Wine theft turned DeMeyer’s major source of earnings in January 2014, based on prosecutors. Over the following two years, they stated, he stole greater than 500 bottles from Solomon without even arousing suspicion. After Ertug’s dying, DeMeyer joined Blount, Windsor and a couple of different Vassar graduates in Central Park’s Sheep Meadow, where they drank wine, appeared up at Ertug’s house and informed tales about their good friend.
In addition to serving to kind by way of packages and dealing with family logistics, considered one of DeMeyer’s responsibilities was cataloguing Solomon’s wine assortment and shipping it to the banker’s numerous residences. So a lot so, that Mary would let DeMeyer and his boyfriend shack up at the Solomons’ Hamptons house through the off-season on the weekends. “It’s so weird how little you understand someone,” Solomon advised the good friend last week after learning of his former assistant’s demise. A family good friend of the Solomons says the Goldman Sachs CEO is shocked by DeMeyer’s theft and, now, his suicide. DeMeyer offered them to a North Carolina-based wine broker, Ryan Chaland, whom he discovered online. By November 2016, Solomon had been alerted that his classic property had been available on the market.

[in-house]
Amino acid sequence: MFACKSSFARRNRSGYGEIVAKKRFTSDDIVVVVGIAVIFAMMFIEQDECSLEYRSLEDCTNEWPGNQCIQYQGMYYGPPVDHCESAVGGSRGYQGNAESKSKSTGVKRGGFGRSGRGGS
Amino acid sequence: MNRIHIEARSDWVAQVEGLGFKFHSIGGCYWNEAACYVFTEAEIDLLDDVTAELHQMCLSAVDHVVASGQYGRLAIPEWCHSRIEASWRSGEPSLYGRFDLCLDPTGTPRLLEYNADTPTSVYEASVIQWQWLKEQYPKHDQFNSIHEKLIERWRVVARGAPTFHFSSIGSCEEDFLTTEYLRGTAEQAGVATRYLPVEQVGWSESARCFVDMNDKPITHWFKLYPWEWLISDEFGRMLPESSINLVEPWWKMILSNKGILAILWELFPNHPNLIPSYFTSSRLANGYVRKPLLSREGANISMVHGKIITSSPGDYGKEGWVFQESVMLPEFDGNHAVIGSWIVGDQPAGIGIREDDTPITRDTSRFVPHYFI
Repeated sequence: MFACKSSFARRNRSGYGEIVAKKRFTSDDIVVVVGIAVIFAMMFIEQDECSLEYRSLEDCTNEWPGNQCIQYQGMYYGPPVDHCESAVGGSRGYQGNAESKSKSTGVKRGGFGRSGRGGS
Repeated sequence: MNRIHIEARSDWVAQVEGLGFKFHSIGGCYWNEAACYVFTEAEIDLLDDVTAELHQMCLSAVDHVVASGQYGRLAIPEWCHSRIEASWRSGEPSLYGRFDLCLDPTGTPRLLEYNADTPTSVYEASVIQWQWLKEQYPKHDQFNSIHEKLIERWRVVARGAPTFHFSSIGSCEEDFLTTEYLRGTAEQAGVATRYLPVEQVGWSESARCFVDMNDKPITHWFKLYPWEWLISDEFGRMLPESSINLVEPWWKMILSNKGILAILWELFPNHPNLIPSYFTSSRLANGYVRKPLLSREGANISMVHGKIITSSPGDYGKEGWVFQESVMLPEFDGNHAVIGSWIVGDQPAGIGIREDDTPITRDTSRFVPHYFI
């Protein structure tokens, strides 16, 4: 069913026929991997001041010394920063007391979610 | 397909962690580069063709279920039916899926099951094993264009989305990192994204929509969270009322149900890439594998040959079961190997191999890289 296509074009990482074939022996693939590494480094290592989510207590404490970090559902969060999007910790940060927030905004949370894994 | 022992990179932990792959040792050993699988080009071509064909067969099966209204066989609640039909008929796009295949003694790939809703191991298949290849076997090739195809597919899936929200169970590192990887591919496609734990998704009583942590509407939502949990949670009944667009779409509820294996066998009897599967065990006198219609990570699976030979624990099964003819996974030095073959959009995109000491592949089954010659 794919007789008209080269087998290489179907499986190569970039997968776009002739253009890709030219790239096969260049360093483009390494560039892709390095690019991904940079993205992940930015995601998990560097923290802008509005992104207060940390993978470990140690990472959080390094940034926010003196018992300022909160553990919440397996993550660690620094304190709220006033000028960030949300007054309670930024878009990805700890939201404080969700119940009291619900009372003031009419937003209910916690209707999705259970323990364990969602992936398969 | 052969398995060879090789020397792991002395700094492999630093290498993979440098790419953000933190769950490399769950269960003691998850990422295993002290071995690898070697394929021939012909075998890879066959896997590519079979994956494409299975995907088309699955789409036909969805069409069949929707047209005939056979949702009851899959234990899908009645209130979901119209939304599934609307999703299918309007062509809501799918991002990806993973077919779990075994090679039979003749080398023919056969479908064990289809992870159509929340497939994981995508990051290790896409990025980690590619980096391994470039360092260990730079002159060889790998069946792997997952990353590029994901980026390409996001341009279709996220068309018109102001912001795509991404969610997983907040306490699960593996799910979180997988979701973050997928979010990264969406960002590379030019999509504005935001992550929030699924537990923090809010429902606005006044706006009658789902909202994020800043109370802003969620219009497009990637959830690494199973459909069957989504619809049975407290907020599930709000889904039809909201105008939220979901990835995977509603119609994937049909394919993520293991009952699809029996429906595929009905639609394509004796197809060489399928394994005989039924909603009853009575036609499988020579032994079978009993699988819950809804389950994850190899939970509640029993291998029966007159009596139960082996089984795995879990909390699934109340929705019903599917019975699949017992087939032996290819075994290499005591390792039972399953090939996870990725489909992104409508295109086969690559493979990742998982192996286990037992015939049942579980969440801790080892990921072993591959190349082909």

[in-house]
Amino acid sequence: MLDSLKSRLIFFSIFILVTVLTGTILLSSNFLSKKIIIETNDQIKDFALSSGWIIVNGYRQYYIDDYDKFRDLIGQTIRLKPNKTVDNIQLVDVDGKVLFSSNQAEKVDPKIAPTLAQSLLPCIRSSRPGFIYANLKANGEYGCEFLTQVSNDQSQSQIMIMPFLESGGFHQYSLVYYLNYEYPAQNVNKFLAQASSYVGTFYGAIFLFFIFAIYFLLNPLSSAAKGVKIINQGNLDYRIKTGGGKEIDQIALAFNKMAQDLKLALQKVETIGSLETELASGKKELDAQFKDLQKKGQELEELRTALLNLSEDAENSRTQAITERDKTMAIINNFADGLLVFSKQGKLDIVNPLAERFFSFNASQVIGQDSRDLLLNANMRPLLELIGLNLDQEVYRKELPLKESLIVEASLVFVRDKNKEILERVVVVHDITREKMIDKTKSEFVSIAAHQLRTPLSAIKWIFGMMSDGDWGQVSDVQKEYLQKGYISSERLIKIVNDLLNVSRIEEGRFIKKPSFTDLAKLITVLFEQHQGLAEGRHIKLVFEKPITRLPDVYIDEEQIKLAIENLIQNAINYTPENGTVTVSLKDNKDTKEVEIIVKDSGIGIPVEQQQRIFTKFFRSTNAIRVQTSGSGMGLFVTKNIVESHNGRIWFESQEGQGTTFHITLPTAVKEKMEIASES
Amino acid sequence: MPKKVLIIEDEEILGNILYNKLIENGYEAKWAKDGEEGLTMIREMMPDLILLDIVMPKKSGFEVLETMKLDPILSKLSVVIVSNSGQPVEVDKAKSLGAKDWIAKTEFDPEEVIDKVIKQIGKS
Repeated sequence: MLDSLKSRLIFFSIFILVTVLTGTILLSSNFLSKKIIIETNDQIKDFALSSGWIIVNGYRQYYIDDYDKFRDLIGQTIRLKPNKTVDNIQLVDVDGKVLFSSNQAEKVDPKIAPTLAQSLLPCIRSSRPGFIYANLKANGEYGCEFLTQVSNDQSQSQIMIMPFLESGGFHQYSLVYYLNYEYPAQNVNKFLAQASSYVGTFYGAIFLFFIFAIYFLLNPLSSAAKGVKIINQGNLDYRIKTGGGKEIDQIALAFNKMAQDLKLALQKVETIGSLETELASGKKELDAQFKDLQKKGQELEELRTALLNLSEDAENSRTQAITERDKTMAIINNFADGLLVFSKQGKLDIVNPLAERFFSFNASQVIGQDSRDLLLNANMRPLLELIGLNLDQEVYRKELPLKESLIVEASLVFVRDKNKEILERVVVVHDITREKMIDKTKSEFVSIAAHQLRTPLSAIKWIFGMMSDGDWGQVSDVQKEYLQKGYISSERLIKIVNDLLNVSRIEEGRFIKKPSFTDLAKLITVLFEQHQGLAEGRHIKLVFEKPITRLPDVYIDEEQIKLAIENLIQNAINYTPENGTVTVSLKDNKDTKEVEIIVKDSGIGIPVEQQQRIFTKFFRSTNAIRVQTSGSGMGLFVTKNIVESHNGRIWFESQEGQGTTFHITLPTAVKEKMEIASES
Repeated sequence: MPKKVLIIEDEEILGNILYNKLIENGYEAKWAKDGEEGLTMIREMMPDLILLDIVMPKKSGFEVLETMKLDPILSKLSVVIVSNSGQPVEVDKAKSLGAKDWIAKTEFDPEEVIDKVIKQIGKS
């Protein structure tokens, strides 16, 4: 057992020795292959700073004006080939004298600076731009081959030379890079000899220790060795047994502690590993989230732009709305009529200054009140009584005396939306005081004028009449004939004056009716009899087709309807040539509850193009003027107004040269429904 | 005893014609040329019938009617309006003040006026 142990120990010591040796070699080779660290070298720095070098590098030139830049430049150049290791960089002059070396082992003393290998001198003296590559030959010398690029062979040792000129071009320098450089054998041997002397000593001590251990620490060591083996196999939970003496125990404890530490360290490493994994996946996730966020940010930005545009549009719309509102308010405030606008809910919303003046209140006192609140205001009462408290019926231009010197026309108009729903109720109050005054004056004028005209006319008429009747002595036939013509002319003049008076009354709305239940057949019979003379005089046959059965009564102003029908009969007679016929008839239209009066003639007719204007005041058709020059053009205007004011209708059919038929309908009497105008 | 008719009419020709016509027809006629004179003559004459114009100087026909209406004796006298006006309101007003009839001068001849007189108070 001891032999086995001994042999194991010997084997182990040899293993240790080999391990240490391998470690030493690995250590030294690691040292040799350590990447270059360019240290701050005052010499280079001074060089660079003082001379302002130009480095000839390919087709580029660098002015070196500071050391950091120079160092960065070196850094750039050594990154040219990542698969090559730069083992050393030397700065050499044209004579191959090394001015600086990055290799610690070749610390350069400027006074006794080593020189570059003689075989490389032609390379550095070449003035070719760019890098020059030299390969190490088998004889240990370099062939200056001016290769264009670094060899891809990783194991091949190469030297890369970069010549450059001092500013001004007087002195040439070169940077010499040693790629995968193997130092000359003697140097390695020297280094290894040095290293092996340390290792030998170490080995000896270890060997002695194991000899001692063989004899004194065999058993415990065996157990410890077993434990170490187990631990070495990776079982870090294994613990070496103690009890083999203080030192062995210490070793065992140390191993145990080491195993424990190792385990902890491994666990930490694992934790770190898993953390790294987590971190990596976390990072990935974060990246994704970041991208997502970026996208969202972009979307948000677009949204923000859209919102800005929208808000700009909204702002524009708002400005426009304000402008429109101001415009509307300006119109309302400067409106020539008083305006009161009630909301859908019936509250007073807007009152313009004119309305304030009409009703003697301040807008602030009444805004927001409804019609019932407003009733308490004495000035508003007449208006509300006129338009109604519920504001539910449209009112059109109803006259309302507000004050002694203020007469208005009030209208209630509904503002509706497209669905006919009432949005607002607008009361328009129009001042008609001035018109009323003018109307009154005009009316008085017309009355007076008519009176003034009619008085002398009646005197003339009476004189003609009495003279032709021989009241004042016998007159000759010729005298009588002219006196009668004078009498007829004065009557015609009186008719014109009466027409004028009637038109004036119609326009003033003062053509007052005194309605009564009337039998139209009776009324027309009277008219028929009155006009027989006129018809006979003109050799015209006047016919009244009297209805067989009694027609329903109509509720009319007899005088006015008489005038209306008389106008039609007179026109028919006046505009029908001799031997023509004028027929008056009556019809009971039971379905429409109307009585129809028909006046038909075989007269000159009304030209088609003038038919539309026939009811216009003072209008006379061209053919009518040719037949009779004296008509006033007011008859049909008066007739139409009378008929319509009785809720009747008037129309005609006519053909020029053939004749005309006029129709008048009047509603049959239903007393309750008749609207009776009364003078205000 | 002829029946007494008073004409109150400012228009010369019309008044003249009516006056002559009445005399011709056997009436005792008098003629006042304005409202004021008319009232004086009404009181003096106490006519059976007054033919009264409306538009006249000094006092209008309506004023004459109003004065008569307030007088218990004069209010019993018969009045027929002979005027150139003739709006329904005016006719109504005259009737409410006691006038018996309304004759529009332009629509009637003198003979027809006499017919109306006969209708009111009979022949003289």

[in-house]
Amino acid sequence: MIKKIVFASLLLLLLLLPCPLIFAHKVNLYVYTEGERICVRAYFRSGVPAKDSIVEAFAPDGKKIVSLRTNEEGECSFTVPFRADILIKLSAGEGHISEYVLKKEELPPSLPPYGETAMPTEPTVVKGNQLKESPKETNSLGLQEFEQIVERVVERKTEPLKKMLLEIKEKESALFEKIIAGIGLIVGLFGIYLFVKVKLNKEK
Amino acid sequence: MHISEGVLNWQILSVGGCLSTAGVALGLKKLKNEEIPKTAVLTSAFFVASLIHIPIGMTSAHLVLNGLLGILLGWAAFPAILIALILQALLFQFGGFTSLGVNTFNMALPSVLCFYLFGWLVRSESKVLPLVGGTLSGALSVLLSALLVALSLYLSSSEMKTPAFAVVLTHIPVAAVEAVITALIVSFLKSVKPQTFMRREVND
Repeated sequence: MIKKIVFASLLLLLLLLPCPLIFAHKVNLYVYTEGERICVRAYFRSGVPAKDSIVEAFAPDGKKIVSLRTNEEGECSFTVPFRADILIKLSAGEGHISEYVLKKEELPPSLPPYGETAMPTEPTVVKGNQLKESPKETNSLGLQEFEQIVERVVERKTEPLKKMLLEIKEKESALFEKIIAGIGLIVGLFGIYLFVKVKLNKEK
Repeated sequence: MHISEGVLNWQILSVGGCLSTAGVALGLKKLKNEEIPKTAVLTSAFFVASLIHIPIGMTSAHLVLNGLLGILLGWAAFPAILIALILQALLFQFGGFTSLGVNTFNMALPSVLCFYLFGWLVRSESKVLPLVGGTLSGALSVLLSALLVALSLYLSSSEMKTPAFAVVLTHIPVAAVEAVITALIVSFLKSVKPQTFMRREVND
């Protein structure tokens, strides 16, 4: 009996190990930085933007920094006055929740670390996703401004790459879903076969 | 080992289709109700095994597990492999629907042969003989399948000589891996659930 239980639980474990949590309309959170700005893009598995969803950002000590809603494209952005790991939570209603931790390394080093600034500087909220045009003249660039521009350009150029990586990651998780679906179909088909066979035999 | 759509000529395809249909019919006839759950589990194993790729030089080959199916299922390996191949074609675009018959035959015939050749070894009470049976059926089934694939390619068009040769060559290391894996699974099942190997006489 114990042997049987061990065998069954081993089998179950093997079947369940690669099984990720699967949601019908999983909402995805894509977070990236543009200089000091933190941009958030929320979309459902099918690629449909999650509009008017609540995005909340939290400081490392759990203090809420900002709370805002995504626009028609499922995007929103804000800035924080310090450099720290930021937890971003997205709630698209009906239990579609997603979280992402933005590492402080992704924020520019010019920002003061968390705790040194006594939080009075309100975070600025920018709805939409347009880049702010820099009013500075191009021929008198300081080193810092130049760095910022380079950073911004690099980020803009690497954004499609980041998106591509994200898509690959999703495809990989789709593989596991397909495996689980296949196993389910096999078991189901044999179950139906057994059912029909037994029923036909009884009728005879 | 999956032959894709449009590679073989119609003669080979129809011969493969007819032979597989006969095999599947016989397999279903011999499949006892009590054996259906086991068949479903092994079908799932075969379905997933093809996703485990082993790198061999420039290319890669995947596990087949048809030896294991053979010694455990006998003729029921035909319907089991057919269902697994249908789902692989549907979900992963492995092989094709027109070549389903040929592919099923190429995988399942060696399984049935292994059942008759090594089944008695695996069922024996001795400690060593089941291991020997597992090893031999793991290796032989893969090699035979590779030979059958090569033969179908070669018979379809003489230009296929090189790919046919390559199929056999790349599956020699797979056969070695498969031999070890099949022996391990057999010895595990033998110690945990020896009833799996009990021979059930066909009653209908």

The Story Of A Man Who Looted $1 2m Of Wine From A Banker’s Cellar
In October 2016, Mr. Solomon purchased seven bottles of Domaine de la Romanée-Conti. Soon after, they have been sold by Mr. Chaland to the Napa Valley supplier Patrick Albright. The vineyards of Domaine de la Romanee-Conti in Burgundy, France, produce a number of the most sought-after — and costliest — wines on the earth. But there was additionally, Mr. Blount thought, a manic high quality that suffused Mr. Ertug’s life.
He spent two of these eight years stealing and selling their wine, in accordance with an earlier interview with Chaland—who denied knowledge of the bottles’ provenance. The timeframe for De Meyer’s tenure with the Solomons struck one Vassar classmate of his, Kelly Williams, as unusually lengthy. Williams was an artwork history major alongside De Meyer, and he or she additionally constructed a profession as a personal assistant to the very rich. Some of the stolen wine included bottles of the “finest, most costly, and rarest wines.”